Trip reports

Skua and Shearwater Cruises from Bridlington 2007

Pair of kittiwakes on rock

Friday, 7 December 2007

Was this the best season of RSPB Skua and Shearwater Cruises? We did lose two of the later ones to bad weather, but the season started off very well with the first four trips each having up to thirty sooty shearwaters. These long distance migrants, whose nearest breeding grounds are the Tristan Da Cunha group of islands 2900 km south west of the Cape of Good Hope, South Africa, gave a fantastic performance, surrounding the MV Yorkshire Belle on occasions and so close too! Accompanying them on these early cruises were Manx shearwaters, Arctic and great skuas along with common terns and little gulls; all seen in good numbers and equally good views.

The second cruise saw our first 'big one' of the season with another South Atlantic migrant, again from the Tristan Da Cunha group: a great shearwater. Our only previous record dates back to 1995. The next cruise was really good. We saw fifteen hundred pink-footed geese, but flying with them was our second 'big one' - a snow goose, which was a first for the Yorkshire Belle. We also had really good views of a juvenile long-tailed skua, sitting on the sea very close to the boat, along with the season's only Balearic shearwater and pomarine skua, but the pale 'blue fulmar' was the first of two sightings this year.

An unprecedented four juvenile Sabine's gulls were seen, with two seen together on one cruise. These were not just long distance brief views of this high Arctic small gull. All four came in to feed on our 'chum', which is a mixture of fish bits kindly donated by Flamborough Fish and thrown over the back of the boat by one lucky volunteer. At least one Sabine's gull stayed for over half an hour giving really stunning close up views. Other highlights in 2007 included osprey, velvet and common scoter, a large flock of approximately three hundred and fifty common terns feeding off South Landing, as well as black and Arctic tern.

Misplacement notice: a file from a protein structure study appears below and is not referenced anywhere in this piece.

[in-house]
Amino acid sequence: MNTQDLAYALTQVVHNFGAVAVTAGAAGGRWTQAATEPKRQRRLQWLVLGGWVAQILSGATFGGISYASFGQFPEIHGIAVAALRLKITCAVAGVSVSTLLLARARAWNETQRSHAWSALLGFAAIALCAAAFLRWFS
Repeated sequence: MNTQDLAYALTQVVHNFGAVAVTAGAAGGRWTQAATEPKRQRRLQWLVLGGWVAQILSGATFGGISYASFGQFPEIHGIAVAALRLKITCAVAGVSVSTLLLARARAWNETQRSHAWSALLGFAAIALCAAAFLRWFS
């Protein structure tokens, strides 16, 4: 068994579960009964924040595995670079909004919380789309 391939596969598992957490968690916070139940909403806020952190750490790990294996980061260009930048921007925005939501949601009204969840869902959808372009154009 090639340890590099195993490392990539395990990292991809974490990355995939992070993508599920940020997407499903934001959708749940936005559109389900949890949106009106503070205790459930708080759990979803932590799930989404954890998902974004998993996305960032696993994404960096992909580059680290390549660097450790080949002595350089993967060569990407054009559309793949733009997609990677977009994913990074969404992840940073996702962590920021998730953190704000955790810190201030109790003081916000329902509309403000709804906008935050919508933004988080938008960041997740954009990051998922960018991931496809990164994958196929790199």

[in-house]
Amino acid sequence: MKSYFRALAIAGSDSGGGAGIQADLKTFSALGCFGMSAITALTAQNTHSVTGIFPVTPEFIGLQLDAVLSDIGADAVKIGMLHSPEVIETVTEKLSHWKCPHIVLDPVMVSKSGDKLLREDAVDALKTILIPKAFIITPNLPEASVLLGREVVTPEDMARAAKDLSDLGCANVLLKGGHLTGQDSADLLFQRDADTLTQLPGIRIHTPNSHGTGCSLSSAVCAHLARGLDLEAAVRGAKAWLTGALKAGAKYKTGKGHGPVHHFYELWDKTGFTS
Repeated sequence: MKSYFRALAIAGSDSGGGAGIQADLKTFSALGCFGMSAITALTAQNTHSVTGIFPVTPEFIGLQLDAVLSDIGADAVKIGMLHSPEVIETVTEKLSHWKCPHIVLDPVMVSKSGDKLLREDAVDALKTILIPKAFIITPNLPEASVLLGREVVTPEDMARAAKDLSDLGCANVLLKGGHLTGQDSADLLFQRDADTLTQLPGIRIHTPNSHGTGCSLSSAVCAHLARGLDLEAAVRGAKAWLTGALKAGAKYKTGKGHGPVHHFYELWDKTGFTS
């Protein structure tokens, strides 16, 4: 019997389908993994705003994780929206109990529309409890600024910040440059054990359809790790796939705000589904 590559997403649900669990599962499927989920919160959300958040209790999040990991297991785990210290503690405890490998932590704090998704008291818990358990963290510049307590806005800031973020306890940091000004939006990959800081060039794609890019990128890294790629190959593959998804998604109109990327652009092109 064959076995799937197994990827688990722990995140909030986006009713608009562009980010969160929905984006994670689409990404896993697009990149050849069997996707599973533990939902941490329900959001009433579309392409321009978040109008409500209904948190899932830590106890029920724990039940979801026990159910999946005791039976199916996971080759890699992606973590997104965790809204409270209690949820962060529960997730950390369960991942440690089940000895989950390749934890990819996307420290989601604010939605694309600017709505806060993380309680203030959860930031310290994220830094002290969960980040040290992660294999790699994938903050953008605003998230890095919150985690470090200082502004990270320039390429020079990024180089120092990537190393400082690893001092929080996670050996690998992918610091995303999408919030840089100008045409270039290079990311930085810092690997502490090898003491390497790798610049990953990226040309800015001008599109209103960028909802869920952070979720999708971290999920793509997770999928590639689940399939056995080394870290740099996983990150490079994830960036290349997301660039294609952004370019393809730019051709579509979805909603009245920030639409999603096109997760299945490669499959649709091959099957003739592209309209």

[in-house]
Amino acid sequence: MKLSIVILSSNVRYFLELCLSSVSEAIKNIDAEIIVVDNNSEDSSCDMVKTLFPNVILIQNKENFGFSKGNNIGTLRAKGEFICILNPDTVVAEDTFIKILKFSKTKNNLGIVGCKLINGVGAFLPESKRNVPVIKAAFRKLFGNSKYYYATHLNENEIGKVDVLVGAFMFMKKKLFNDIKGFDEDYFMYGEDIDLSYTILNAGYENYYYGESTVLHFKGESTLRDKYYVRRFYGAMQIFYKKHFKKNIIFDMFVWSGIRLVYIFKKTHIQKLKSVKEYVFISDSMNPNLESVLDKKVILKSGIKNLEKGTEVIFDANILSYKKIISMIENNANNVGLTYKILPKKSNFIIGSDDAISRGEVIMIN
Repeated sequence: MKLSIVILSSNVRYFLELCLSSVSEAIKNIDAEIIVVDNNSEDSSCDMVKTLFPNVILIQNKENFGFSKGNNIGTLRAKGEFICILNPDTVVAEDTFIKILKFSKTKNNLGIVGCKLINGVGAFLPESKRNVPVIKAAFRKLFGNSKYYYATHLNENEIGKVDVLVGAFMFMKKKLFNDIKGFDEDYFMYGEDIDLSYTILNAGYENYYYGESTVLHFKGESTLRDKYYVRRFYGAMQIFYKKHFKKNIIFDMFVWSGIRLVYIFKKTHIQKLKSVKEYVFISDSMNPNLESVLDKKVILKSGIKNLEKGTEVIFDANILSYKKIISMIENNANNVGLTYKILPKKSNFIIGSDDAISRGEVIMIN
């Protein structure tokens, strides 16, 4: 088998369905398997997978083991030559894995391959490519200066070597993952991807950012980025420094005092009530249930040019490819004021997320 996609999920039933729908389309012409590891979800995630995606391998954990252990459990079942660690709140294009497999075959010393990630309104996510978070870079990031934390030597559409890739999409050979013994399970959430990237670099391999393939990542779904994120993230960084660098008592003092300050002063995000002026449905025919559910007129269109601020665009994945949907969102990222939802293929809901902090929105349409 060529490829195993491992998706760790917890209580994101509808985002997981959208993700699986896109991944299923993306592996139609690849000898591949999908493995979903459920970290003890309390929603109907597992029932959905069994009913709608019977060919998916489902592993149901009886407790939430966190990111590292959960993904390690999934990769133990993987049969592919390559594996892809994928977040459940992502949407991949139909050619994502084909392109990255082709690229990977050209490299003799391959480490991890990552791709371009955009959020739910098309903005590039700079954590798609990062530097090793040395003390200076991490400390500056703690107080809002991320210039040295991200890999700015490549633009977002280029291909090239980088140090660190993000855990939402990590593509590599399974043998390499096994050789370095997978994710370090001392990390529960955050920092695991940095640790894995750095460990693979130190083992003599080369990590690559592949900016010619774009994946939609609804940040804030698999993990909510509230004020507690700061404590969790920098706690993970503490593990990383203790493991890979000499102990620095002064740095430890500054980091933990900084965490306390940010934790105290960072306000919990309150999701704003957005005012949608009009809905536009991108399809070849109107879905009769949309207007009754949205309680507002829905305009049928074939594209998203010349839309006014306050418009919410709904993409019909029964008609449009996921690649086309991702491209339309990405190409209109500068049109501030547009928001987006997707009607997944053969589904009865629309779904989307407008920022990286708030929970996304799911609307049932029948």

On the down side, some regular species were seen in a lot fewer numbers than usual; kittiwakes and fulmars in particular, but also red-throated divers and great crested grebes. We only saw one or two juvenile little gull, and harbour porpoise sightings were not plentiful, but good numbers of gannets, guillemots, razorbills and puffins were seen on every trip.

All these fantastic birds really helped produce a good total for our raffle. A big 'Thank You' goes to our passengers who generously gave £679. Combined with that from the Puffin trips, the season's total was £1,112.28 - one of our best for a long while. It will all be donated to the 'Albatross Appeal'. Also thank you to all our volunteers, without whom these cruises could not operate; Thanks also to the Skipper and crew of the Yorkshire Belle and to Flamborough Fish for the 'chum', now known as Sabine's bait!

So was this the best season? It certainly is one of the very best seasons if not the best, even if we did miss the yellow-nosed albatross, but there's always next year!

Keith Barrow